Remember, perception is reality.  Even a rumor, if believed, becomes reality.  So it was that the rumor became a self-fulfilling prophecy, and fear of the unknown future won out over faith in God to lead into that future.


Have you ever been part of a project that’s been sabotaged from the inside?  Maybe at work, maybe even at church?  The very people who are in the meetings and voice their support are firing torpedoes at the plan by the time they reach the parking lot?  Do you know how damaging that sort of behavior can be?


Have you considered the cost of the damage to the entire community when that sort of thing happens?  How destructive it is when fear wins out over faith?  How it prevents an entire community from moving into God’s preferred future? 


It happens so often in communities of faith, and it’s exactly what happened to the Hebrew people.  Fear took control and faith took a back seat.  Instead of trusting God and moving forward,  a "Back to Egypt” Committee sprung up with the idea to turn around and go back to how it used to be, and the people were so fearful, they bought it, and God’s plan for them wasn’t realized for another forty years.


So why this story when we talk about our future?  Because, the easy thing is to learn from someone else’s mistakes.  The hard thing is to learn from our own.  The tragic thing is to learn from neither.


Because, we can believe our best days are ahead of us, or we can believe our best days are behind us, and either way, we’ll be right.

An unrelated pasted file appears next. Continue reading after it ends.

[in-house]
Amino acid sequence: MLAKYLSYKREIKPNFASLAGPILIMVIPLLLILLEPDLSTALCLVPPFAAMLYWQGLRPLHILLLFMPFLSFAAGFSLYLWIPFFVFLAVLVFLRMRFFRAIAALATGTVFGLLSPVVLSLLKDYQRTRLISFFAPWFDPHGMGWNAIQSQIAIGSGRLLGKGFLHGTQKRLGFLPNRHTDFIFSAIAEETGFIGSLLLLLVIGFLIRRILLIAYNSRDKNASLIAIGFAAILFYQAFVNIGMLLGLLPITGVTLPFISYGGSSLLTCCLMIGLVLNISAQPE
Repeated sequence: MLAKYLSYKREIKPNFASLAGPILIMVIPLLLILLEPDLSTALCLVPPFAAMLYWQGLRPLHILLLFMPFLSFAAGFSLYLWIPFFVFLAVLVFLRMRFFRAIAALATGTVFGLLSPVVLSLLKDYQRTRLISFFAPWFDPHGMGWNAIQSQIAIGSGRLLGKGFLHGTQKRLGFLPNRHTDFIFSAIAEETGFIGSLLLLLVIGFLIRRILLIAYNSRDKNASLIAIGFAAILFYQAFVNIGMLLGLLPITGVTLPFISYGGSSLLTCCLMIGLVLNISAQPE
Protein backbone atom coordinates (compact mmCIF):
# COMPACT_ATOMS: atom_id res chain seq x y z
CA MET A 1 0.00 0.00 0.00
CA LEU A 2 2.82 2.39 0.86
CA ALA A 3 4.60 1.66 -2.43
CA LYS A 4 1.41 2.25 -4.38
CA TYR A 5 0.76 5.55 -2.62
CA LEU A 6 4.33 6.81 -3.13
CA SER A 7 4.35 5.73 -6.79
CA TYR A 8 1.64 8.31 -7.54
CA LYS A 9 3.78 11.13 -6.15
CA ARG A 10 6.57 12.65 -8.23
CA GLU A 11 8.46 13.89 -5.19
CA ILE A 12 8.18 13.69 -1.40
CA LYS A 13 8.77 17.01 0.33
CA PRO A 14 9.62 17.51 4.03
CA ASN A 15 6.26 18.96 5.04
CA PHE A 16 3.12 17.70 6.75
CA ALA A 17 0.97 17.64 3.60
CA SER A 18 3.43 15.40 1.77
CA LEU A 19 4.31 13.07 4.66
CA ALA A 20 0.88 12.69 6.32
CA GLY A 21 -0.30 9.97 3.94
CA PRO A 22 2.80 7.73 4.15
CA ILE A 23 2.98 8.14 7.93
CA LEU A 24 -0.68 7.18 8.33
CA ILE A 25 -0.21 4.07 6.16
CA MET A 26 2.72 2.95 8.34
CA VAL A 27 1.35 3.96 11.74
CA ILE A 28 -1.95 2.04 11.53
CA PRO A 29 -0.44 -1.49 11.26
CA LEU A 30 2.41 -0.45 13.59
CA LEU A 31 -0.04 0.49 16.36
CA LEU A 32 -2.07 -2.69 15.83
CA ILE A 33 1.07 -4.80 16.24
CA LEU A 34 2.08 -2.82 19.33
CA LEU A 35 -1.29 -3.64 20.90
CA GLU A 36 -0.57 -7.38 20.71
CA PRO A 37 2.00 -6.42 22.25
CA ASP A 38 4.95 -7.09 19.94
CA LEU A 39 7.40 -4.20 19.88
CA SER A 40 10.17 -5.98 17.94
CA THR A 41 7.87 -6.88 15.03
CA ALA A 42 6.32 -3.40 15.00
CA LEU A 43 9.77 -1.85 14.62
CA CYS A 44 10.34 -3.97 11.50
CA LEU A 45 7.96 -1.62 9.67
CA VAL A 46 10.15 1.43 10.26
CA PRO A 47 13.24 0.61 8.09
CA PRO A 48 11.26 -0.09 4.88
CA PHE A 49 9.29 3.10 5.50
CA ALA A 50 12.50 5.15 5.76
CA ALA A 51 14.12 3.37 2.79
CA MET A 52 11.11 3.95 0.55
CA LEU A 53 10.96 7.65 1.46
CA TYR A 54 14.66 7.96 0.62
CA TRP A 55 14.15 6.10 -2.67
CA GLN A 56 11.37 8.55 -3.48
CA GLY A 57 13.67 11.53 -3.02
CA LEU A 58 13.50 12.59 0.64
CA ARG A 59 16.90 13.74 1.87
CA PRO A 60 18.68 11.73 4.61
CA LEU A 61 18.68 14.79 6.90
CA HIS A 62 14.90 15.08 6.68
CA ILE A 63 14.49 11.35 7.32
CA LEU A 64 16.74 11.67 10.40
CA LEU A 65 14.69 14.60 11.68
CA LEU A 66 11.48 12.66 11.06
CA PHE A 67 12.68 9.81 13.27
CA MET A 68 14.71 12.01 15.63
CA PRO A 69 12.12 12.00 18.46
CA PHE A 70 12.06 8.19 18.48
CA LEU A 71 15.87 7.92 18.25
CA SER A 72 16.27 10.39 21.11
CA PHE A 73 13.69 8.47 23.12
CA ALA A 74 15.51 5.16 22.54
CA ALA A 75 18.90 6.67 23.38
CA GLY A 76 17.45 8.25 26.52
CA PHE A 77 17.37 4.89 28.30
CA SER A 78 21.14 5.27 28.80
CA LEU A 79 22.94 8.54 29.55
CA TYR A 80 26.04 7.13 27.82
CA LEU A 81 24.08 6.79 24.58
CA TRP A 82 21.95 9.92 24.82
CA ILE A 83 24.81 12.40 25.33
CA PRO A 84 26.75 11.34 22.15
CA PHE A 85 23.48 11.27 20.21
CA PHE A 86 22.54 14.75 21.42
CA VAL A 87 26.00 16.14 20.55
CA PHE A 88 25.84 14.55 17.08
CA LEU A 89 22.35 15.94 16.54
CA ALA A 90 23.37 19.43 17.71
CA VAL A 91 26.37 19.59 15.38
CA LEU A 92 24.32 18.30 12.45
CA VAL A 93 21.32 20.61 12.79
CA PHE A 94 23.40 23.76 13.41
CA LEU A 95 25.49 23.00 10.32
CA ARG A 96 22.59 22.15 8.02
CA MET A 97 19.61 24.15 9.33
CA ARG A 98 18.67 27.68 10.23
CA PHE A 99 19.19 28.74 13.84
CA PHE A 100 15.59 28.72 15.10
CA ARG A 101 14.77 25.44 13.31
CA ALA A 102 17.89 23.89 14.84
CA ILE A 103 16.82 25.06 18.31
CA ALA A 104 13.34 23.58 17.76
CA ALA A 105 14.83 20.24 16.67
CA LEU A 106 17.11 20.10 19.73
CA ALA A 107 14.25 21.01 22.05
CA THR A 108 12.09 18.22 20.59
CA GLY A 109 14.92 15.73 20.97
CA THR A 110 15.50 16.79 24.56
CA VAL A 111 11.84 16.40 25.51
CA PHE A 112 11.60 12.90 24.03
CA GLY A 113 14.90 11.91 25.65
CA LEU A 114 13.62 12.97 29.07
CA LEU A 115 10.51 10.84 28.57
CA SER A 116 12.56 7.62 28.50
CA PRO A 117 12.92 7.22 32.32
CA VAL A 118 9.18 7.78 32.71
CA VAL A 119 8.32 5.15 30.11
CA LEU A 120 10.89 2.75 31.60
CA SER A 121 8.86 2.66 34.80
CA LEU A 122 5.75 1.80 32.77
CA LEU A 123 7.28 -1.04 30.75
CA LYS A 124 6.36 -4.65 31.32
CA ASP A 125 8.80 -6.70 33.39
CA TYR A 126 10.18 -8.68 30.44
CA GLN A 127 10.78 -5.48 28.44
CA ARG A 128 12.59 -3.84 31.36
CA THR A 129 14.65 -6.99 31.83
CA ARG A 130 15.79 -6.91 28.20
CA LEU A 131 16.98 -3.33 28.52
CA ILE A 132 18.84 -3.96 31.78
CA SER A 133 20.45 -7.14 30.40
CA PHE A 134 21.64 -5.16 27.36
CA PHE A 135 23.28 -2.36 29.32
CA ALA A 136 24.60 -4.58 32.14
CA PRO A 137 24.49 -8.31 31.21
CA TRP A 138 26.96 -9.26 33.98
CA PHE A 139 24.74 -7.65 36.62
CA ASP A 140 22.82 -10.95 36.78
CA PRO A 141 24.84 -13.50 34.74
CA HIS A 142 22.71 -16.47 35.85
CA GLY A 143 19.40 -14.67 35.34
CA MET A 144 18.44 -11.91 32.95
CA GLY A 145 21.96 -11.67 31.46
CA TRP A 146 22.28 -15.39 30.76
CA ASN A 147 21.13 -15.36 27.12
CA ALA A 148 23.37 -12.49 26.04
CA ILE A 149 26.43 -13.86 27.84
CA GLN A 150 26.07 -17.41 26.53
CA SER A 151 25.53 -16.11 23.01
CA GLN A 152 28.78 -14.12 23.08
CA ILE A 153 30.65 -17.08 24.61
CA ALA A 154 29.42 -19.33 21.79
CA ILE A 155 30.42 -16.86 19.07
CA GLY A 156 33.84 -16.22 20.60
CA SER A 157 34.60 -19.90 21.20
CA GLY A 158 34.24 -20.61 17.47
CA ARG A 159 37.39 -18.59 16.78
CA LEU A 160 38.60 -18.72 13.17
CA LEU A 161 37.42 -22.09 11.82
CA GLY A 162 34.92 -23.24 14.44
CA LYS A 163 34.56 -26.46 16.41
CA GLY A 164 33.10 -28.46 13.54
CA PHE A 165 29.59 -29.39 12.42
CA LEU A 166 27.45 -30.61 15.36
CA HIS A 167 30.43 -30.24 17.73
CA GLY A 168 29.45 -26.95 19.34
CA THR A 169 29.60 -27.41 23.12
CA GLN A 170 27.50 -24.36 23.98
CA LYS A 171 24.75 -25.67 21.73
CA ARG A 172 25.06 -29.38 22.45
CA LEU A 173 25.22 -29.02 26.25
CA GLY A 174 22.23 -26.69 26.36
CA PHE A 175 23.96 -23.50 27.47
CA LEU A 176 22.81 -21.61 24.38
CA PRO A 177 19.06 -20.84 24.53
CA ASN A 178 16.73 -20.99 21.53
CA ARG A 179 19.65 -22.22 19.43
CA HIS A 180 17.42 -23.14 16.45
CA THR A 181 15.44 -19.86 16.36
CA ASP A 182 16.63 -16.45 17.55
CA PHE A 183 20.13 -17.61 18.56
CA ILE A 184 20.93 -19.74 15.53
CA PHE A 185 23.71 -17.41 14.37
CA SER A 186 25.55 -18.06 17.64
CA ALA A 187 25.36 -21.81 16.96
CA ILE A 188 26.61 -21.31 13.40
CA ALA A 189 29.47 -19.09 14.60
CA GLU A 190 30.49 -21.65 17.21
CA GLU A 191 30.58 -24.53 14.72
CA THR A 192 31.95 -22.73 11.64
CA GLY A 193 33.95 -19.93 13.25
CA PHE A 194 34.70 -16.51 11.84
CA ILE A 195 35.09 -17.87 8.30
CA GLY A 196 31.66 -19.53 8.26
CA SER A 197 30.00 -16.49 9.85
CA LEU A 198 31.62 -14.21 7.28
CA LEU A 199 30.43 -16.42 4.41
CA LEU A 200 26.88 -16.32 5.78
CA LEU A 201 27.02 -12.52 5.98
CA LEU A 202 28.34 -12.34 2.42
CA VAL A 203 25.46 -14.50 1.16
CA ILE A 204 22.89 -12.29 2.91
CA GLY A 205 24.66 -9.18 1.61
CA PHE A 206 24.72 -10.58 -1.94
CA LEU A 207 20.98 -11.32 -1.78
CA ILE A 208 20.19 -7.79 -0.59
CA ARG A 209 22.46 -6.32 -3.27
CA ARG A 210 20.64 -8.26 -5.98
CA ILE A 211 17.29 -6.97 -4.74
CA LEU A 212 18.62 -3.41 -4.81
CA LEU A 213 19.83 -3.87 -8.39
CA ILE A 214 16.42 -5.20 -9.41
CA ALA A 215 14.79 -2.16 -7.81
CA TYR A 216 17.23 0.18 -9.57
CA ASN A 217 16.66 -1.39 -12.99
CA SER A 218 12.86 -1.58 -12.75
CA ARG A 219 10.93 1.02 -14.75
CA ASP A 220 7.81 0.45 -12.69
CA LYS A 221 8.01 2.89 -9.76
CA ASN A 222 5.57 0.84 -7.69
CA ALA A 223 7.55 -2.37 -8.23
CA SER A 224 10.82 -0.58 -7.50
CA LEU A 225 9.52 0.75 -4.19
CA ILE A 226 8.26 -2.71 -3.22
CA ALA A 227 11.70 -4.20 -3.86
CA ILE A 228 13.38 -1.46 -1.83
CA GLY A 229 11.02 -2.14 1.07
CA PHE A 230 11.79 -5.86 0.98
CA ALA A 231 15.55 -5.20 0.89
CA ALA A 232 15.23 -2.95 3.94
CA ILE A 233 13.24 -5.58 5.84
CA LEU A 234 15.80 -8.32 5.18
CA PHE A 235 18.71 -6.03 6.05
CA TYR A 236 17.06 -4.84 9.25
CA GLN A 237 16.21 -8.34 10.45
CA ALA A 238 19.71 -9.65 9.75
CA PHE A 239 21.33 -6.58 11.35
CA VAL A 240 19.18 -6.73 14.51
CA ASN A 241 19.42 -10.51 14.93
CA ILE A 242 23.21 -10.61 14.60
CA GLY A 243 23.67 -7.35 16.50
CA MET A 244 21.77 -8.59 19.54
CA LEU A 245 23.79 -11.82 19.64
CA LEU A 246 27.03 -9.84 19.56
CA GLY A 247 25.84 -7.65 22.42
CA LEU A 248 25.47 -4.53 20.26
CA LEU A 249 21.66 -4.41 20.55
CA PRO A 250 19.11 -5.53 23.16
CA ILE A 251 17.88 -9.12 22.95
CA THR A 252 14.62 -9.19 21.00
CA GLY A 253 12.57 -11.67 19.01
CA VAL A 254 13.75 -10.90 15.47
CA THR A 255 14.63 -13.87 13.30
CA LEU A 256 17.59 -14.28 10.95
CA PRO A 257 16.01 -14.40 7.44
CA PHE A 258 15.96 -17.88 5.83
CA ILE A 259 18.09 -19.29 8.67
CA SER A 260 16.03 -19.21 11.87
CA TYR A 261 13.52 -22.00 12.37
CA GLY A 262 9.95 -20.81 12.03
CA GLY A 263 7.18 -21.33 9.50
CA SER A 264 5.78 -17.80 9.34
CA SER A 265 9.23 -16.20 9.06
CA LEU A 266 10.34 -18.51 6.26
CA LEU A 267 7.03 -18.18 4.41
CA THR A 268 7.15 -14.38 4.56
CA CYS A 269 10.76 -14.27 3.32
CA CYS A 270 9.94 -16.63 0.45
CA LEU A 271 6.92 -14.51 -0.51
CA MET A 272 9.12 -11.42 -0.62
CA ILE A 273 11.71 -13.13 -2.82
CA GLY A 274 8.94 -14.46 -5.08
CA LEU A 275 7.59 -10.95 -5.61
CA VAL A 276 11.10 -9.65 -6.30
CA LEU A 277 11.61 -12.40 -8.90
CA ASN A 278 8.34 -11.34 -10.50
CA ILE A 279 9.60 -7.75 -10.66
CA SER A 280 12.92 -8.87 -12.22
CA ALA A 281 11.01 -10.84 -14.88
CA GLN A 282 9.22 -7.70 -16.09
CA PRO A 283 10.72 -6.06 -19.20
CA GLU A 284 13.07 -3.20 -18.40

Because, we have a choice between faith in God for our future, or fear about the unknowns in our future.  Whether it’s the difference between optimism and pessimism, seeing the glass half-full or half-empty, anticipating the best or anticipating the worst, fear or faith, I’m choosing faith, and I invite you to come with me.


My observation is that every community of faith has a “Back to Egypt” Committee.  No use fighting it.  There will always be some who have their own ideas about where they want to go.  The key is for the rest of us to stay on track.  Ashley and I were on vacation in the Dominican Republic one year, and we signed up for an excursion that took us to the other side of the island for a cruise and a trip to a private island.  Long story short, the excursion wasn’t all it was advertised to be, including a bus ride that was two and a half hours each way.  But, to top it off, on the way back, four people on the bus begged our guide to stop at a cigar factory, which he agreed to.  For the next hour, the rest of us waited on the bus while these four toured the cigar factory, took pictures, and then didn’t even buy anything!  To say that I was a bit irritated would be an understatement!


Here’s my beef.  If they wanted to go tour a cigar factory, there were other excursions they could have signed up for – namely, the one advertised as “cigar factory tour.”  The people on this bus signed up for “cruise to private island,” do you see how that is not the same as “cigar factory tour,” and that if you wanted to go to the cigar factory, the best thing would have been to sign up for the trip that said “cigar factory tour”?


It happens in communities of faith, too.  The key is to be clear about where we are headed, and to not let the back to Egypt Committee hijack the trip – so let me be very clear here: if you want to go back to Egypt, you’re on the wrong bus.  That’s not where we’re going.  We’re moving ahead into God’s preferred future, that’s where I’m going – and I invite you to come along with me.

A year ago, I stood here for the first time and delivered my first sermon as your pastor.  I’ve spent much of the last year listening to both and God, in prayer, study and discernment about where God is specifically calling Morehead Church to go.